In July 1998, HBO took another crack at Marlowe, with the Bob Rafaelson-directed Poodle Springs, starring James Caan as an aging Marlowe (it's set in 1963). It's based, at least partially, on the Robert B. Parker-completed version of Chandler's unfinished novel, and it should prove interesting, at least. Caan is an intriguing choice, but some of the changes seem rather suspect. Linda Loring is now Laura Parker, and she's no longer a spoiled rich kid, but a working attorney, and Poodle Springs is no longer Marlowe's (and Chandler's) derogative term for Palm Springs, but a small town where Phil and Laura settle down. Makes you wonder why they bothered paying for the rights to Chandler's (or Parker's) book at all.
Mind you, not everyone was disappointed. Cy Silver of Berkeley wrote in to say that he thought "it went well. The actual setting of the desert community in the production was very much like Palm Springs. And its location in the desert not too distant from the Nevada border does fit a Palm Springs-like ambience. And having James Caan play it as someone from another era gave it a time-warp quality, which I found intriguing and enjoyable. And not inconsistent with the inherent tension between Marlowe and Linda Loring."
Powell reprised his role as Marlowe, whom he had played a decade earlier in the theatrical release Murder, My Sweet.
Glover was nominated for a 1996 Outstanding Guest Actor in a Drama Series Emmy for his portrayal of Marlowe in this episode.
Eeesh! What were they smoking? Parker's attempt to complete the last Marlowe novel at least came from the heart --this muddle-headed adaptation seems to have come from considerable lower and further back.
NotChandler's best novel, but Michael Lark effectively tailored the text of The Little Sister to clarify the original story, emphasizing through his "comic noir" artwork the dark, dangerous environs, both physical and psychological, in which moves. Marilyn Stasio of The New York Times Book Review said "So, I read comic books--you want to make something of it? Not that "comic book" is the proper term, anyway, for a work of art like Raymond Chandler's Philip Marlowe: The Little Sister ... this stunning graphic novel is as visually alluring as the big, bad city after dark." The cover's pretty lame, but the inside's the real thing.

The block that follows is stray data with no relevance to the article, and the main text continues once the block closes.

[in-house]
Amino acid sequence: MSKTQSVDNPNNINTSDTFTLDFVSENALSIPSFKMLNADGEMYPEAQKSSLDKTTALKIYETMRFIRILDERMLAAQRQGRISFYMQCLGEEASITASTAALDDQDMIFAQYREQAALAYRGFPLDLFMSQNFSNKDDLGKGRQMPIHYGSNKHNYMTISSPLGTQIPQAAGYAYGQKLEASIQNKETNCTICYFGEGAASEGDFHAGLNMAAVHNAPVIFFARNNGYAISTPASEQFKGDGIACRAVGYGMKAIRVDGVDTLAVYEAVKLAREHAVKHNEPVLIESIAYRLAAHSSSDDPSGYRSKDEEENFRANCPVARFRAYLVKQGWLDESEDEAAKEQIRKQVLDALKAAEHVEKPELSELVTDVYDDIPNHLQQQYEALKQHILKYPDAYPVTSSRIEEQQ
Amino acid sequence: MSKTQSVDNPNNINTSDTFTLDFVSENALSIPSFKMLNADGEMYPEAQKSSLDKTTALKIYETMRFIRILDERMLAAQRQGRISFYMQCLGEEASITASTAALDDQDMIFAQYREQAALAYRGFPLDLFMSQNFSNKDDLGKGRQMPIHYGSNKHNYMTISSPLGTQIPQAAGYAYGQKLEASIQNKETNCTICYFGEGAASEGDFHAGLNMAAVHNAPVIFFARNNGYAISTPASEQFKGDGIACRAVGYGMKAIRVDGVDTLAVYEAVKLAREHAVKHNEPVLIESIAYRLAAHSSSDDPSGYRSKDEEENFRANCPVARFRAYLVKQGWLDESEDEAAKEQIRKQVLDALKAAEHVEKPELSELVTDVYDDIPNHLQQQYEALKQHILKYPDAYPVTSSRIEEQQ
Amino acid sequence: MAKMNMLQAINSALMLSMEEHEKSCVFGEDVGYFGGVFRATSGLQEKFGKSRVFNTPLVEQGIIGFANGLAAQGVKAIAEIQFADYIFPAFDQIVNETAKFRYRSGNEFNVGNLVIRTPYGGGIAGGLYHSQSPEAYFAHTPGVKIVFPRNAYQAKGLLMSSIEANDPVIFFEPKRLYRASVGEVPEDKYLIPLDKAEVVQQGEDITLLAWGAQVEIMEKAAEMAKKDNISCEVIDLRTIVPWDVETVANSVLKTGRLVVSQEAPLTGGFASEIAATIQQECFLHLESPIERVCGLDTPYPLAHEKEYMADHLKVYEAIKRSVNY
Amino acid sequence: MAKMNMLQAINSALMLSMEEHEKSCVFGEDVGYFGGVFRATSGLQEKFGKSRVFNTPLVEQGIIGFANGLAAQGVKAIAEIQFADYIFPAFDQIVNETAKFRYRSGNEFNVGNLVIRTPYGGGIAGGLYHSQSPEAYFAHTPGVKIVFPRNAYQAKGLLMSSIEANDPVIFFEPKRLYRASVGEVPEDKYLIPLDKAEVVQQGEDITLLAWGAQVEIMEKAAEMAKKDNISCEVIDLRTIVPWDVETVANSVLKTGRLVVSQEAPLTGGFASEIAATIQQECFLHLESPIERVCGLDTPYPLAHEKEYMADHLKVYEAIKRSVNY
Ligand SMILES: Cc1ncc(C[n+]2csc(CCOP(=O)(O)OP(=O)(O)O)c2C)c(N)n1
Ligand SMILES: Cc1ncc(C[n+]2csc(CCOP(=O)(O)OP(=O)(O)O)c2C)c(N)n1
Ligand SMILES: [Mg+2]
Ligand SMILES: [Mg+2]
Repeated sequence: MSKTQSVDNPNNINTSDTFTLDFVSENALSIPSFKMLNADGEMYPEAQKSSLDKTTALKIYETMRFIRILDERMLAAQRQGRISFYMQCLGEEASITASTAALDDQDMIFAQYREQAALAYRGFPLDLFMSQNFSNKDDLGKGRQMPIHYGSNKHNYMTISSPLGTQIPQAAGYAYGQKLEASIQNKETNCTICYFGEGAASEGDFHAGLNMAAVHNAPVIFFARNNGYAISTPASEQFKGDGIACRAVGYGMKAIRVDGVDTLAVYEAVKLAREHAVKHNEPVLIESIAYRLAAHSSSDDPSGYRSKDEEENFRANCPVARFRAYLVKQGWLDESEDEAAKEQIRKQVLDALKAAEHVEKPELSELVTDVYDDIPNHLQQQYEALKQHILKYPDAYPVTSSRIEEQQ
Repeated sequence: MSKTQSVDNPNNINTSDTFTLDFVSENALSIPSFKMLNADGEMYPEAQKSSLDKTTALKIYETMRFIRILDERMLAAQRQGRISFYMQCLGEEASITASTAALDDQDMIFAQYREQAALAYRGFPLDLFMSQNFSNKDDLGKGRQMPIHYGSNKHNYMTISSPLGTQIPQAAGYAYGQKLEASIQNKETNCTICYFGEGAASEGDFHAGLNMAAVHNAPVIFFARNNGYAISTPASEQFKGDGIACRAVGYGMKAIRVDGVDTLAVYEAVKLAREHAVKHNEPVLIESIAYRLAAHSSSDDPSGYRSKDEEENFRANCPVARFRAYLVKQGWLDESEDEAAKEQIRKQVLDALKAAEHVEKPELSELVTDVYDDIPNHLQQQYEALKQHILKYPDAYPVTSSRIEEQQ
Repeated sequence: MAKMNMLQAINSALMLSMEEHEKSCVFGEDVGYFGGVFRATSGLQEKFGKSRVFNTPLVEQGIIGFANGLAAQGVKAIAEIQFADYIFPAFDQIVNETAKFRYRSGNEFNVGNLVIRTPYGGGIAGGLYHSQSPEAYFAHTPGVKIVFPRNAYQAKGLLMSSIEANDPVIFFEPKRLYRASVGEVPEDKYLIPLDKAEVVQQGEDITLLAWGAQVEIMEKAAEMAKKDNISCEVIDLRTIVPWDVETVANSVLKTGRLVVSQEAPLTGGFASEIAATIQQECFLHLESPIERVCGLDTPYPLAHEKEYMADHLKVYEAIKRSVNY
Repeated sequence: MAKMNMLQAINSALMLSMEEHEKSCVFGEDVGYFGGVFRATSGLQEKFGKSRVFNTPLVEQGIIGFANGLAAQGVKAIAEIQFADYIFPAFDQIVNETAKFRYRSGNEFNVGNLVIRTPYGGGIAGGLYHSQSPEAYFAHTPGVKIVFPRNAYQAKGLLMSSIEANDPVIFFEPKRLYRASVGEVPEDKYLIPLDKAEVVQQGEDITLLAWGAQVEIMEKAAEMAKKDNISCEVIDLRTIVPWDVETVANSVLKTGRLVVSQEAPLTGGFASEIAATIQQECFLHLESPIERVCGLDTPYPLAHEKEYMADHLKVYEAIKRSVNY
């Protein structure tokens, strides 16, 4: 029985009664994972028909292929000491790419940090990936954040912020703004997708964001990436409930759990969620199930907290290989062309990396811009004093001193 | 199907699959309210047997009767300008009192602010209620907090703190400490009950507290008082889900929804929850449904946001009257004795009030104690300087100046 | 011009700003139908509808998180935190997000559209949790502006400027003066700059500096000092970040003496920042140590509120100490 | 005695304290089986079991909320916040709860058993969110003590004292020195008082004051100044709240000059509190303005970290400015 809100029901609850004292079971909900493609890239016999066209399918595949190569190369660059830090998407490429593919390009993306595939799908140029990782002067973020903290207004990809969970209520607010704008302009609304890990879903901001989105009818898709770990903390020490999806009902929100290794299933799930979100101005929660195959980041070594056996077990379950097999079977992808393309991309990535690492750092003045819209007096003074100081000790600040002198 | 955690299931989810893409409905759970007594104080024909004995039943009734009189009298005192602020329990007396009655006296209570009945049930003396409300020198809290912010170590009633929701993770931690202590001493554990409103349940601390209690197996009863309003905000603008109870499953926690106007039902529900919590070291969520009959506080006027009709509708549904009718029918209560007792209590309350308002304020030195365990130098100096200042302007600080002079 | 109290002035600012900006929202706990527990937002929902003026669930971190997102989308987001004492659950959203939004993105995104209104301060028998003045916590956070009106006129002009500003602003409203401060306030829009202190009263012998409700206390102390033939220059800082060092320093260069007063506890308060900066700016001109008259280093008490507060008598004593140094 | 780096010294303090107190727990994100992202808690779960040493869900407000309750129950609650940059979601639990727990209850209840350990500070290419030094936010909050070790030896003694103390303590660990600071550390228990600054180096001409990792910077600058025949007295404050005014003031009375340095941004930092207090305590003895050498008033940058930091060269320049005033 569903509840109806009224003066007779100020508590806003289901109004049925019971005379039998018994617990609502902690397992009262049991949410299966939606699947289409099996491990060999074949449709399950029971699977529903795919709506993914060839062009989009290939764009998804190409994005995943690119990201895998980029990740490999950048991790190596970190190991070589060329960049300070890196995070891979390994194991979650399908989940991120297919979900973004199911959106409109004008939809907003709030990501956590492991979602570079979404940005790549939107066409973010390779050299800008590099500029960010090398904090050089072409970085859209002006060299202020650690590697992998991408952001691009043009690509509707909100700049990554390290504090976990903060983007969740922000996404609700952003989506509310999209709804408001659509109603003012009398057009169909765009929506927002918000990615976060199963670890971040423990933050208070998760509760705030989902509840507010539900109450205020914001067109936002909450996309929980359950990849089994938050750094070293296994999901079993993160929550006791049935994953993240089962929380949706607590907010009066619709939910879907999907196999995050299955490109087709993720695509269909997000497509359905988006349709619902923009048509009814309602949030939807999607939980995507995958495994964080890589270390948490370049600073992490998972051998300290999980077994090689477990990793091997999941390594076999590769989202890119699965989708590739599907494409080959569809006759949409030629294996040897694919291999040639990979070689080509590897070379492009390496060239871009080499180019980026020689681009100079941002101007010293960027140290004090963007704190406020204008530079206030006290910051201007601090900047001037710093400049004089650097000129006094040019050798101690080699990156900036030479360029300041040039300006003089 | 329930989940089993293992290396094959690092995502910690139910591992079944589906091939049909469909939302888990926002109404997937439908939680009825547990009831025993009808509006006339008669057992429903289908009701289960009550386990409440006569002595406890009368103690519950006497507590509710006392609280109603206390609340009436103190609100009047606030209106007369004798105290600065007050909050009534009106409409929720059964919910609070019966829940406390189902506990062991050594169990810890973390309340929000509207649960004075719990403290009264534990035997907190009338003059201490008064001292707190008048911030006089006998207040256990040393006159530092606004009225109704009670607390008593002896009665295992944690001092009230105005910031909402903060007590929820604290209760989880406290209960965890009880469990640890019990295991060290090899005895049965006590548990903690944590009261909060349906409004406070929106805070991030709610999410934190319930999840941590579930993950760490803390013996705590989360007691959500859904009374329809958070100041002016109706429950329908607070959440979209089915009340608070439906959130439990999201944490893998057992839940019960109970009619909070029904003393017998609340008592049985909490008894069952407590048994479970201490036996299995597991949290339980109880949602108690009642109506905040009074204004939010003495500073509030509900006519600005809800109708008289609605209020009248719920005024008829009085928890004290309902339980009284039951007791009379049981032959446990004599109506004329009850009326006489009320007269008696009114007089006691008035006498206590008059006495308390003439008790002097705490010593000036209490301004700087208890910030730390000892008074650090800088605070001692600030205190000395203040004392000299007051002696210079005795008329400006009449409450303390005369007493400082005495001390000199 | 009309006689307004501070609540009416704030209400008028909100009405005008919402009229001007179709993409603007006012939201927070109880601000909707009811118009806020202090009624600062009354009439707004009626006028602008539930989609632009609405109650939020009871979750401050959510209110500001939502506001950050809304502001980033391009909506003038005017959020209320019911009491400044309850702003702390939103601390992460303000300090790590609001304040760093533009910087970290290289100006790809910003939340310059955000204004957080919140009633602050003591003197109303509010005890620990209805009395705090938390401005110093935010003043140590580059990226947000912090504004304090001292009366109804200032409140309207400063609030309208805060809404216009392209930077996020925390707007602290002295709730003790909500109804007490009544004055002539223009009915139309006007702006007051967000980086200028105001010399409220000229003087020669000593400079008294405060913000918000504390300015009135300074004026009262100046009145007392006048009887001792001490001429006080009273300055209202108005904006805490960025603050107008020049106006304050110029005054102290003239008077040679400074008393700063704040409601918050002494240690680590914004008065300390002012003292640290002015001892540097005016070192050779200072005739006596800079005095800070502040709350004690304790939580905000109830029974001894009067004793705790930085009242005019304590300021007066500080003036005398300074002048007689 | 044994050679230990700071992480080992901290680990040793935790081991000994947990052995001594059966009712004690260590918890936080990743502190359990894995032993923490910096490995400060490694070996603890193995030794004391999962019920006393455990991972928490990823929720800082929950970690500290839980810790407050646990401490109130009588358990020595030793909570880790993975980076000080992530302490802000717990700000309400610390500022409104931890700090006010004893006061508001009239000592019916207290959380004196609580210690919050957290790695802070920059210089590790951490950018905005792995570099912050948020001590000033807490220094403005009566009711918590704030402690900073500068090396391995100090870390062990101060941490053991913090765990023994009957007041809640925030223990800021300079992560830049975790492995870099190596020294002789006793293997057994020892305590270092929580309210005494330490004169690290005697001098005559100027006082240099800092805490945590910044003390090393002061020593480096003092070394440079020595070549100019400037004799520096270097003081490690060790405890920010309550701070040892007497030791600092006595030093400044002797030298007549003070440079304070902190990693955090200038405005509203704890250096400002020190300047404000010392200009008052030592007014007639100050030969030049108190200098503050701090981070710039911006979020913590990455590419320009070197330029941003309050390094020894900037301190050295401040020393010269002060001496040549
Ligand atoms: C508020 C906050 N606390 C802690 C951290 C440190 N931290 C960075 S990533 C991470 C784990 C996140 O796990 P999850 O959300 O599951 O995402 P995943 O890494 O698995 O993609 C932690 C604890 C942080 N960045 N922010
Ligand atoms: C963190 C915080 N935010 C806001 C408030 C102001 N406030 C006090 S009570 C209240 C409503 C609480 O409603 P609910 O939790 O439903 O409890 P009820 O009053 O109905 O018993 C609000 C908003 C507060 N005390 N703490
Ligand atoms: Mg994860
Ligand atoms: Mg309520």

Not the Philip Marlowe novel but an adaptation of the original, unproduced screenplay that he eventually turned into the last Marlowe book, all about a Vancouver cop trying to get to the bottom of some nasty business and help a dame out of a jam. This handsome, if rather bleak, story was brought to graphic novel form by writer Ted Benoit and artist François Ayroles and published in France in 2004 -- now it's been translated into English, and it's a righteous job, all shadow and menace and dark style, sorta like Sin City, but with much better writing. It's Chandler, man.
"Murder and hardboiled mystery as PHILIP MARLOWE goes to the Northwest after stolen pearls in a breakthrough digital on-location audio production by The Firesign Theatre's David Ossman. This is the best audio Marlowe ever! Chandler's world comes to vivid life, recorded on-location near Seattle, and is illuminated by an enchanting original jazz/blues score. The program introduces a brand-new tune that's bound to become an old standard: 'My Lonely Love Affair' by Janie Cribbs. Chandlerphiles, mystery lovers, and audio enthusiasts, this is not to be missed!"
Adapters Stuart Gordon and his wife, Carolyn Purdy Gordon double-dipped, with Stuart handling the directong chortes, and Carolyn playing all three female leads.
In this original script, Marlowe is hired by Chandler to track down the manuscript for his next novel.
Robert Altman's "The Long Goodbye" remembered by Thomas Pluck.
A great-looking site, unfortunately overloaded with graphics, scripts, and sound files. Almost worth visiting, if you've got a lot of patience. Check out Who is Philip Marlowe? by Bill Henkin.
More a spoof of hardboiled cliches in general, than Chandler specifically, but still fun. And winner, apparently, of an Honorable Mention in the 1995 International Imitation Raymond Chandler Competition.
Gary Nordell's Chandler page has a brief bio and a list of books, audiobooks, films and posters for sale.
Stephen Blackmoore's tribute to the master.
A fascinating romp (with photos) through one man's Chandler obsession, featuring first American and first British editions, vintage paperbacks, foreign editions, magazine appearances, various reprints, limited editions, movie related items, reference works, bibliographies, student editions and some ephemera. Sadly, Al will not tell me when he plans to be out of town for a few days, or where he hides his spare key.
A short, short story; more a spoof of hardboiled cliches in general, than Chandler specifically, but still fun. Winner of Honorable Mention in the 1995 International Imitation Raymond Chandler Competition.
A tribute to Chandler from the celebrated horror/fantasy writer, of all people. Excellent!
Respectfully submitted by Kevin Burton Smith. Thanks to Ted Fitzgerald, Chris Mills, Henry Cabot Beck, Barry Ergang, Steven Ardron and Marc LaViolette for their help with this page. And a special thanks to Rina Fox for the TV Guide cover.
Remember, your comments, suggestions, corrections and contributions are always welcome.